For those who don’t play the guitar or banjo, a brief lesson on how such things work may be needed here. The beauty of what I am about to explain takes some background to understand.
A guitar, or a banjo, has strings that run from the saddle, at the body end of the instrument, down to the nut at the end of the neck. Along the way there are frets, which are bars of metal inlaid into the neck. Pressing a string down against these frets effectively shortens the string, thus creating a higher tone when the string vibrates. The thing to notice here is that everybody who has ever played a guitar or a banjo has thought about raising the tone as something one does by pressing down on the string, to hold the string against the fret.
The strings are tuned relative to each other. Which means that if you hold different strings down against different frets, you create different chords, notes that harmonize with each other. A song usually has a number of chords that go together to make up the key that the song is played in. Most of the time a key will have only three chords in it. For example, the key of C has the chords C, F, and G7.
Sometimes a guitar player, or a banjo player, is accustomed to playing a song in a certain key with certain chords. But then he or she gets together with other musicians, or with a vocalist who needs to sing in a certain range, and maybe they want to play the song a bit higher or lower. Say they want to play the song in D instead of in C. That means instead of C,F, and G7 you would need to play D, G, and A7, each chord one note higher than the chords in the key of C. A good player will just play those chords. But sometimes it gets all complicated, with special bass runs and other frills that are really hard to work in to the new chords. It’s a lot easier to do this if the same chord “shapes” could be used and one could simply tune up all the strings by one note. And this turns out to be easy to do. You can use a “capo”, a kind of specialized clamp that holds down all the strings on a fret, thus raising them all by any number of notes desired. Note that, again, the idea is that the strings are held down against the frets. That’s how everybody thinks about raising a note. By holding strings down against the fret.
Now we come to the problem with the five string banjo. Such an instrument has four long strings and on shorter string that only goes part way up the neck. So if you use a capo on such an instrument, the four long strings stay in tune with each other, but you need some way to raise the note on the fifth string. A banjo player can do this by just tuning that string up to match the capoed strings. That takes time and only works for a couple of notes before the string gets too much tension on it. So the fifth string needs a separate capo of its own.
I bought my banjo when Earl Scruggs died and I decided that the world needed to maintain the same number of banjo players. I’m relatively new to playing the banjo. The book I bought explained that one can buy a specialized fifth string capo, but that many banjo players use the tiny spikes used in building model railways. These are embedded in the neck, and the string can be hooked under a spike head to hold it down on the fret. Note again, hold it down on the fret.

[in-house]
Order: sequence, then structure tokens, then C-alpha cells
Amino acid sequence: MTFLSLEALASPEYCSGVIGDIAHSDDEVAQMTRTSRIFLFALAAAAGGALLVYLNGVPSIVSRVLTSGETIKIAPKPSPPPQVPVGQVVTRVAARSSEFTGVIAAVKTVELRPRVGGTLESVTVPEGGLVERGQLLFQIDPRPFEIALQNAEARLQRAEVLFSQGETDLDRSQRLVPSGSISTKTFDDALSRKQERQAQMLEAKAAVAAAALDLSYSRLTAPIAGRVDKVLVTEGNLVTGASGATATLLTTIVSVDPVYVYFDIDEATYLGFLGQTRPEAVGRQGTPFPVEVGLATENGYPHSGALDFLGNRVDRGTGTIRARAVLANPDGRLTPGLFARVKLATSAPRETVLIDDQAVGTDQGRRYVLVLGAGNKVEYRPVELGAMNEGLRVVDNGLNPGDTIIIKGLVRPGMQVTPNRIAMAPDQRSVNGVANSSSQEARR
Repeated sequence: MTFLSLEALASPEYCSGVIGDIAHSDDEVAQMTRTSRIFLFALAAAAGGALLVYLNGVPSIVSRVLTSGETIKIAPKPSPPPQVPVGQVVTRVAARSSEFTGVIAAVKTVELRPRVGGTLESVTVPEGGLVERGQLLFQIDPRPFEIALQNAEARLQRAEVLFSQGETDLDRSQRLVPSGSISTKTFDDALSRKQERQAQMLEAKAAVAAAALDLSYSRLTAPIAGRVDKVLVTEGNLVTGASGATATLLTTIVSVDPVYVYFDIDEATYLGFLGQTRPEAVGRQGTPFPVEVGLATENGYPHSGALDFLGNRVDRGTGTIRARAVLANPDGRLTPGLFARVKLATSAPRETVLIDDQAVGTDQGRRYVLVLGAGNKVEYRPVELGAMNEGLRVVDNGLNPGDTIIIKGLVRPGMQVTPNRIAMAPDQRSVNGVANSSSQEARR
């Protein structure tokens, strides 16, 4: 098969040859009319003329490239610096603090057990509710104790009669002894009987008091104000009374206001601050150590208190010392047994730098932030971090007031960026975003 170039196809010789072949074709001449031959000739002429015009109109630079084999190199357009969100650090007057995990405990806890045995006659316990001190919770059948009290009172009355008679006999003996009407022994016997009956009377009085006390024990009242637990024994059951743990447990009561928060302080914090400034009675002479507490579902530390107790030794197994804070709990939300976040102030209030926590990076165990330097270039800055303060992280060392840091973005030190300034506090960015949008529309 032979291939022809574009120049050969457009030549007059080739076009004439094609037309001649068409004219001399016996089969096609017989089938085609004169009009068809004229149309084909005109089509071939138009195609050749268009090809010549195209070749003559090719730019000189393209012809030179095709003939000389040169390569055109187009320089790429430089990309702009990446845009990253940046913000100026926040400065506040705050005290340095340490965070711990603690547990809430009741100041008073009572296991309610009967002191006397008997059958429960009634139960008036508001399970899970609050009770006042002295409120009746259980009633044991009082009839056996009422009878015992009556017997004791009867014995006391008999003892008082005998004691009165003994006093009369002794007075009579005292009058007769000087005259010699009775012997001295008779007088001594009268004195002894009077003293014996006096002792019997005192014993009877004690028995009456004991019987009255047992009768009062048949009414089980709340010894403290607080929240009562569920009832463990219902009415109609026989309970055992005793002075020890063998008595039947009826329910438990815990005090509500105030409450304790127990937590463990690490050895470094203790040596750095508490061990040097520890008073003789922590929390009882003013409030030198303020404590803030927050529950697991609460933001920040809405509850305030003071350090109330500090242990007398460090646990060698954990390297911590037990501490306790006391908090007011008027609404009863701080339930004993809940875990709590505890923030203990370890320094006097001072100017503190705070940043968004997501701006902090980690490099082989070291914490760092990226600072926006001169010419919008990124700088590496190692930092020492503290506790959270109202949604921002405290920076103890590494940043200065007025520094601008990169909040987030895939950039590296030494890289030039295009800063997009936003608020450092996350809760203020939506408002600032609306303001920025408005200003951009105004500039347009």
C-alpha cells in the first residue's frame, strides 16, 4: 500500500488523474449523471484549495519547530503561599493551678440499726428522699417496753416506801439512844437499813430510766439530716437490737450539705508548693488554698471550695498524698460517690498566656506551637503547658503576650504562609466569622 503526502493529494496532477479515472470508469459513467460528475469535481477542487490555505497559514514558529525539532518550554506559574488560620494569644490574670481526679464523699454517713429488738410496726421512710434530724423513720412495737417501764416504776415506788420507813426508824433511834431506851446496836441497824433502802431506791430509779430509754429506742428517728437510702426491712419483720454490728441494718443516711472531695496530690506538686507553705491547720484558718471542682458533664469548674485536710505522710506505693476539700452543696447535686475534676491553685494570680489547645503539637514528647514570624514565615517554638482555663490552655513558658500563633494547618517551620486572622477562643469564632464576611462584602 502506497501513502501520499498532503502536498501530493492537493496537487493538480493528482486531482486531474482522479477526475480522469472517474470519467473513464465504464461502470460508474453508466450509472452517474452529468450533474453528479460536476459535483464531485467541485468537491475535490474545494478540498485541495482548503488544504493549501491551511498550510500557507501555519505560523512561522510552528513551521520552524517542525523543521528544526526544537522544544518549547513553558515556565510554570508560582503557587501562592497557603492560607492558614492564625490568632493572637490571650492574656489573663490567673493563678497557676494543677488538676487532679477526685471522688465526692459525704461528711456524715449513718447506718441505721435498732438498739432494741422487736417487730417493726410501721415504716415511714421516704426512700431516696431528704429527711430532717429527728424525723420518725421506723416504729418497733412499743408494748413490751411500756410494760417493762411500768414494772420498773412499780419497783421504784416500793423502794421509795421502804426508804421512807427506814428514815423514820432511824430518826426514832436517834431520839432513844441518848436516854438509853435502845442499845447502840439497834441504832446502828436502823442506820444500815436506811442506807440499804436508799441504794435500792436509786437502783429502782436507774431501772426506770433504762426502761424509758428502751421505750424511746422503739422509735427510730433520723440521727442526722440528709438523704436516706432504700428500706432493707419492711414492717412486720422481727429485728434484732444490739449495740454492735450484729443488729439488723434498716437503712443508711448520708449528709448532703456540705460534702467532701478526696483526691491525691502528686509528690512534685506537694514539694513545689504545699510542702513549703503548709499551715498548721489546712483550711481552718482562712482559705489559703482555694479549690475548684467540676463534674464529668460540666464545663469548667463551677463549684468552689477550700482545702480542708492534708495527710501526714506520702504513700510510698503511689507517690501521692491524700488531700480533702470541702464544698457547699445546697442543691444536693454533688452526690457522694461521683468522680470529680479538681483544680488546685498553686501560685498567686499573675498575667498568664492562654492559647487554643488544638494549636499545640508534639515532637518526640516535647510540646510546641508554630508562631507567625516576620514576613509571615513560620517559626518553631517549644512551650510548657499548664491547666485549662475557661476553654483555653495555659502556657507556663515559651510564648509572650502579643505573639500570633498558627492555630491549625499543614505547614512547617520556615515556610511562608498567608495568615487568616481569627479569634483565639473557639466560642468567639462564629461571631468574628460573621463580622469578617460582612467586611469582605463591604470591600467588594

Not liking the idea of having somebody drill holes in my banjo neck and put in little railway spikes, I investigated fifth string capos. They also call for drilling and screwing into the banjo neck, so that a rail can be attached to the neck and a clamp can be swivelled down on just one string. That’s when I found this little video showing how to make a fifth string capo out of a ball point pen cap. What?
This blew my mind. Not just because it is so simple and effective, and doesn’t require compromising the integrity of my banjo neck, but because this dude, or somebody, completely inverted the thinking required. You don’t have to press down on a string to hold it against the fret. You can raise the fret to press up against the string. Genius. So simple. But duh, nobody thought of it in all the long history of banjo players playing banjos. I didn’t think of it until I watched this video.
I told this method of capoing the fifth string to a banjo maker, Grant Wickland, on Saltspring Island in British Columbia, and suggested that a more elegant version of the capo could be machined out of brass. He came up with this, the worlds first, as far as I know, brass fifth string capo inspired by the ballpoint pen cap. I now have it hanging from a tuning peg on my banjo and I think Grant is adding one to each banjo he makes.
When I think about all those banjo players drilling holes into their banjo necks so they could glue in tiny railroad spikes, or screw on a rail on which a capo could slide, it really makes you wonder how it could take so long to discover this simple method. Why isn’t this the standard way to capo the fifth string?
Considering this time lag between necessity and technological improvement helps me to understand why the hand axe was the only human tool for a million years. Think about that. A million years using the hand axe and nobody thought of putting a handle on it. Something as obvious as putting a handle on that tool only seems obvious once somebody has thought of it and done it. Until then, we all keep doing things just the way we’ve always done them.